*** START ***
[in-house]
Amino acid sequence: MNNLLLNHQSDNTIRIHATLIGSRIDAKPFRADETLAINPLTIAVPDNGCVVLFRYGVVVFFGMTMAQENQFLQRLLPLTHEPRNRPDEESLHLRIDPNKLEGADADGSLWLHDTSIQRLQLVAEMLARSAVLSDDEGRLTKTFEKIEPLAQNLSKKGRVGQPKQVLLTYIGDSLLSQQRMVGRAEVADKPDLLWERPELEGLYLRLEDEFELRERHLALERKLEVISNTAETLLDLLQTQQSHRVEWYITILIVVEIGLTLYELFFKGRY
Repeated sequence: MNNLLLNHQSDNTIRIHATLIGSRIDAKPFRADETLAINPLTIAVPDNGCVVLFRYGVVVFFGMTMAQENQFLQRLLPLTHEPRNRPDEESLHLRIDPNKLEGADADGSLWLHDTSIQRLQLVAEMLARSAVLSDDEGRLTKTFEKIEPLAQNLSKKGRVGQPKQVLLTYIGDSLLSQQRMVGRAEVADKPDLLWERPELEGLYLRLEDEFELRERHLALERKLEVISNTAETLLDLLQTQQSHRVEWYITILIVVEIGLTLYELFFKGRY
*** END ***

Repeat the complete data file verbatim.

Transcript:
[in-house]
Amino acid sequence: MNNLLLNHQSDNTIRIHATLIGSRIDAKPFRADETLAINPLTIAVPDNGCVVLFRYGVVVFFGMTMAQENQFLQRLLPLTHEPRNRPDEESLHLRIDPNKLEGADADGSLWLHDTSIQRLQLVAEMLARSAVLSDDEGRLTKTFEKIEPLAQNLSKKGRVGQPKQVLLTYIGDSLLSQQRMVGRAEVADKPDLLWERPELEGLYLRLEDEFELRERHLALERKLEVISNTAETLLDLLQTQQSHRVEWYITILIVVEIGLTLYELFFKGRY
Repeated sequence: MNNLLLNHQSDNTIRIHATLIGSRIDAKPFRADETLAINPLTIAVPDNGCVVLFRYGVVVFFGMTMAQENQFLQRLLPLTHEPRNRPDEESLHLRIDPNKLEGADADGSLWLHDTSIQRLQLVAEMLARSAVLSDDEGRLTKTFEKIEPLAQNLSKKGRVGQPKQVLLTYIGDSLLSQQRMVGRAEVADKPDLLWERPELEGLYLRLEDEFELRERHLALERKLEVISNTAETLLDLLQTQQSHRVEWYITILIVVEIGLTLYELFFKGRY